A trip for a lifetime

By Jack Sparacino
Well, here’s some good news. I’ve ordered my very own PTTM (personal time travel machine) from Holy Mackerel Enterprises, Inc. They said it would be here within 2,000 light nanoseconds which I’m hoping is soon.  I got so excited that I put together my first itinerary and started on a flight plan. News this good is just meant to be shared.
First stop after a Lowcountry launch is going to be Oyster Bay, NY, 1905.  Specifically, Teddy Roosevelt’s Sagamore Hill home on Long Island.  I like this start to the trip because I have always admired old TR and don’t want to go TOO far back on my first trip.  A visit to his summer White House in the midst of his presidency seems ideal.  I’m thinking October so we can avoid the oppressive summer heat (no air conditioning back then).  We’ll have a grand lunch together and then go bluefishing (I’ll offer to clean and cook the fish later on). Over lunch we’ll go over current affairs, then and now, and why not try to get his advice on how to proceed with the pressing issues of today?  I’m not sure whether to bring a modern tape recorder (will it work in 1905?) or just paper and pencil.  Maybe, not to get too fanciful, he’ll agree to come back with me for a week or so if I can find out how to do that properly in the owner’s manual.
Next stop on my trip will be Yankee Stadium, 1927.  The Yankees had that extraordinary team that year.  Ruth at his peak, a young Lou Gehrig, great pitching.  I’m looking into an appropriate outfit to wear to the park (I think they wore suits and hats then) which will also work when I visit my grandparents.  My dad was born that year in New York and this might be an interesting twist on the usual family reunion, yes?  Then it’s on to dinner in Manhattan, Italian of course, a place with “timeless” decor.
Back in the machine for a jump to 1935 so I can visit my parents’ grade schools in New York City.  The Depression is raging on, everyone is struggling, and teachers are no doubt bearing their share of society’s burden.  I’m anxious to watch them with the children, the siblings of the greatest generation.  How did they keep the kids focused on the three R’s?  How did Mom and Dad act in class?  What were their classmates like?  Does anyone want to meet “Future Man?”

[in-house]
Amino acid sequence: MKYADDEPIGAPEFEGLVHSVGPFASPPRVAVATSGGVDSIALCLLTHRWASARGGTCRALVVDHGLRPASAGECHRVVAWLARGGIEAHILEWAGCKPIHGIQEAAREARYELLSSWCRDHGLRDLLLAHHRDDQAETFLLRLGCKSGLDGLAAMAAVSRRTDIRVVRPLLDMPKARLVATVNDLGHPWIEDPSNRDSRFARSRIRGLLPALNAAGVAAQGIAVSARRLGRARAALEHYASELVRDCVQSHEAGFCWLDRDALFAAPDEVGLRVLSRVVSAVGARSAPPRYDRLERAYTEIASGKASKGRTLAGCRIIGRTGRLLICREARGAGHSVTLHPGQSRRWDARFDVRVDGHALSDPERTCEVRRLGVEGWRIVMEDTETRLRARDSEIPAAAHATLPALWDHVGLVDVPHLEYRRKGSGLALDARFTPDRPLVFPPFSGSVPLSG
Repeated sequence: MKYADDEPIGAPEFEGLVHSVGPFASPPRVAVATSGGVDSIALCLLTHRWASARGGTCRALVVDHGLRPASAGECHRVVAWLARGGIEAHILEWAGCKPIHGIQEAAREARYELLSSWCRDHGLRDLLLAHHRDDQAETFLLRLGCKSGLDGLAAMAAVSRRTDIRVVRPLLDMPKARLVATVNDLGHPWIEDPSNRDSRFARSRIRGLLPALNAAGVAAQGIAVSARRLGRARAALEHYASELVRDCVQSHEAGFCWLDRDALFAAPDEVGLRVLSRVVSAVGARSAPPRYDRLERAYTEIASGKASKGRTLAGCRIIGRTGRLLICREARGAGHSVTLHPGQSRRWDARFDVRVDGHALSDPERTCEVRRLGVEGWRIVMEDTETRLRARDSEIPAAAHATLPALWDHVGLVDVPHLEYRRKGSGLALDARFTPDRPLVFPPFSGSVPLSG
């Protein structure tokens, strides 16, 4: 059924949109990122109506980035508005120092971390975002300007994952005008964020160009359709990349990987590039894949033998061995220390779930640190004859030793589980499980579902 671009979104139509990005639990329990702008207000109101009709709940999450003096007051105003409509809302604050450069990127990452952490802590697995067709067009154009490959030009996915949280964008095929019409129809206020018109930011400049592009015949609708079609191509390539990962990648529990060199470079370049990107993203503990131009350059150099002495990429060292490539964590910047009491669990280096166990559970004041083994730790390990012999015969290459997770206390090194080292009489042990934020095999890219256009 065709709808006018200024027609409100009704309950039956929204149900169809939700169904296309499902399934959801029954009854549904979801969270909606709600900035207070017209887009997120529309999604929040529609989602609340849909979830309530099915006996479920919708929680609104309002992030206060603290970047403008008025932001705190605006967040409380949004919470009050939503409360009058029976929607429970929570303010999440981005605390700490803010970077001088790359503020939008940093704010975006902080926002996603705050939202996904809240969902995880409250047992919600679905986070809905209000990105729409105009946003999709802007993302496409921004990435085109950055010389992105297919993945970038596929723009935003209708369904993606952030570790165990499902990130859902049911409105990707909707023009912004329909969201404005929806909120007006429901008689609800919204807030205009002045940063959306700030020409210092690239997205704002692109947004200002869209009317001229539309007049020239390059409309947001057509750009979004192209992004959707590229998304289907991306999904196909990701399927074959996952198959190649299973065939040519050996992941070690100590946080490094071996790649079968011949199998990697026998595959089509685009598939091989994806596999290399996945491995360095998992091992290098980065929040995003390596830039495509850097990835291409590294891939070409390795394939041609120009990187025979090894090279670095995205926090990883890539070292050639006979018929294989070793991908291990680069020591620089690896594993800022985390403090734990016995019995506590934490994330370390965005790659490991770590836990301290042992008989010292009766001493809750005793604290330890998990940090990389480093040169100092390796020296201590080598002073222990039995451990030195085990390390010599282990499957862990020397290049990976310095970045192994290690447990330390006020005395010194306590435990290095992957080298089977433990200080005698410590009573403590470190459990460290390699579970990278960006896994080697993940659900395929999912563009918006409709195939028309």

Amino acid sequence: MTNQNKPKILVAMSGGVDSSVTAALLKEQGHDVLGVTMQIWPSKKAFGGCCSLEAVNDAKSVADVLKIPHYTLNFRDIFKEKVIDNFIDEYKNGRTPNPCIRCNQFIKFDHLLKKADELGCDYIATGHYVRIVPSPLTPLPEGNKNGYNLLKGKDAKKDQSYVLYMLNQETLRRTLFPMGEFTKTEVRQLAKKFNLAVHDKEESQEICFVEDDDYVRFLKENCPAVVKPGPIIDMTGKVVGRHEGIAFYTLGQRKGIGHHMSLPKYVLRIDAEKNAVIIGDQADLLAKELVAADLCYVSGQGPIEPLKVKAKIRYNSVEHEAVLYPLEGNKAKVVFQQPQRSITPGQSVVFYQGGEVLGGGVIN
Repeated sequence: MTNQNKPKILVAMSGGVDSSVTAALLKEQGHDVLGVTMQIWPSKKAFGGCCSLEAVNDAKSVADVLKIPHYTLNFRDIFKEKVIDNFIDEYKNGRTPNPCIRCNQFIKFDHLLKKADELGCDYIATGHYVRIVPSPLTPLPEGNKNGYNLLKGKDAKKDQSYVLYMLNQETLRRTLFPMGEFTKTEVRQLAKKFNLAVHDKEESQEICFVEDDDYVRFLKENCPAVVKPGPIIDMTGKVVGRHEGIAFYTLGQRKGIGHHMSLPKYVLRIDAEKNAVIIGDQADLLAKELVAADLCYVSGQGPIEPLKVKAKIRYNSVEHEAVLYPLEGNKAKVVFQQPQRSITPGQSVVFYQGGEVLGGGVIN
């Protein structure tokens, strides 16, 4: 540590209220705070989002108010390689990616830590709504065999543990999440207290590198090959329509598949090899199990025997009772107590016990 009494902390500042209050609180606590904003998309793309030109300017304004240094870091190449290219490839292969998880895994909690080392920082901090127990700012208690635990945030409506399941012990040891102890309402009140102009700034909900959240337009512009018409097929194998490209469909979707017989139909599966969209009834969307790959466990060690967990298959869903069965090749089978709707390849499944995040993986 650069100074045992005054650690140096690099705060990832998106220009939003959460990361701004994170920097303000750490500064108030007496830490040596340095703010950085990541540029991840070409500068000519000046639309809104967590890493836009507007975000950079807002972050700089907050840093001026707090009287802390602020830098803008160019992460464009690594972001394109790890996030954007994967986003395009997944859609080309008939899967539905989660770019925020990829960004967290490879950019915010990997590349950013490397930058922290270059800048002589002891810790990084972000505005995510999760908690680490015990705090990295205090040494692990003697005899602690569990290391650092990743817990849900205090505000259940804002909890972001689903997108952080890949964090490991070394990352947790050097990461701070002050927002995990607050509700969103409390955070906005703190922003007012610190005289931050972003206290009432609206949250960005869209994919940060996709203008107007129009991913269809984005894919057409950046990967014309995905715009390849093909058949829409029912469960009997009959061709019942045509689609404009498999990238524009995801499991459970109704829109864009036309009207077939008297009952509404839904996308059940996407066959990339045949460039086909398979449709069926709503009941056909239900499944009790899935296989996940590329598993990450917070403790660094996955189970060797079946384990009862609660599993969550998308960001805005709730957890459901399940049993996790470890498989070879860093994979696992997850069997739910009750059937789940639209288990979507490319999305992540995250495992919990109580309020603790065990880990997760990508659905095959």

Now we’re on to 1939 and way over to Hollywood, California, on the movie set where they’re making “The Wizard of Oz,” my all time favorite film.  Maybe we can sneak me a quick visit with the Munchkins and the Flying Monkeys.  Hey, everybody, I LOVE your costumes!  And how about lunch with the cast and crew?  “Is everyone having a great time?  Do you know you’re making a film for the ages? Why yes, Mr. Morgan, I’d love a hot dog if you don’t need them all for the Professor Marvel scene; Judy, sweetie, could you please pass the potato salad?  How nice to see you all in color, and that goes especially for you, Miss Hamilton (your wonderful witchiness) … my, what an amazing shade of green you are!”
Next we jump forward to England, 1995, for a visit with the great theoretical physicist and proponent of fascinating theories of the universe and time, Stephen Hawking. This might be tricky since I’ve read that Mr. Hawking does not believe in the concept of travelling back in time.  The logic is that doing so would violate the basic rule that cause comes before effect and that such travel might allow people to prevent themselves– for example if a person travelled back in time and killed their former self.  But it would be fun to press on with some questions for him, since at this point I would have traveled FORWARD in time to see him.  “How do you like my machine?  Would you like to take it out for a spin?  Where do you want to go first?  Do you have any design improvements you want to recommend?  You don’t think I’m nuts, do you?”
I’ll have to check my watch at this point and try to figure out if I’m on schedule for the last leg of my journey and getting back to the Lowcountry.  The clams have been plentiful and we could use a pail of them.  This trip will surely be a wild ride, I’ll learn a lifetime worth of wonderful lessons, meet some fabulous people (and pretend monkeys) and take lots of great pictures.  I wonder how the odometer on the PTTM, or whatever they call it, will record our distance.  I suppose I should expect that there may still be some bugs in this contraption but that’s OK, I probably have a few of my own at this point.
So that’s the plan.  Now I need a rest.  Make that a time out.

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